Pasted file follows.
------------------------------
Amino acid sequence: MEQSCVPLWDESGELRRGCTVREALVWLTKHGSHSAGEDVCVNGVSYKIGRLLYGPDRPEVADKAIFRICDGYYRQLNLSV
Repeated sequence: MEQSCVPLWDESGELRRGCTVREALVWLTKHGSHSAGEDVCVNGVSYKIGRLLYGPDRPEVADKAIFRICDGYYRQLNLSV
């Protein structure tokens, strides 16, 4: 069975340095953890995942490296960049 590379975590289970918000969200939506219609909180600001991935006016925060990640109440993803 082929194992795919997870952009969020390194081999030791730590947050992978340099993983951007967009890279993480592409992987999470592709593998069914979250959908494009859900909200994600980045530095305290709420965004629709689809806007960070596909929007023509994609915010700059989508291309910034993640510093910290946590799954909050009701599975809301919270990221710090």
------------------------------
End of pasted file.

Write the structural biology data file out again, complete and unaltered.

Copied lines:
Amino acid sequence: MEQSCVPLWDESGELRRGCTVREALVWLTKHGSHSAGEDVCVNGVSYKIGRLLYGPDRPEVADKAIFRICDGYYRQLNLSV
Repeated sequence: MEQSCVPLWDESGELRRGCTVREALVWLTKHGSHSAGEDVCVNGVSYKIGRLLYGPDRPEVADKAIFRICDGYYRQLNLSV
């Protein structure tokens, strides 16, 4: 069975340095953890995942490296960049 590379975590289970918000969200939506219609909180600001991935006016925060990640109440993803 082929194992795919997870952009969020390194081999030791730590947050992978340099993983951007967009890279993480592409992987999470592709593998069914979250959908494009859900909200994600980045530095305290709420965004629709689809806007960070596909929007023509994609915010700059989508291309910034993640510093910290946590799954909050009701599975809301919270990221710090």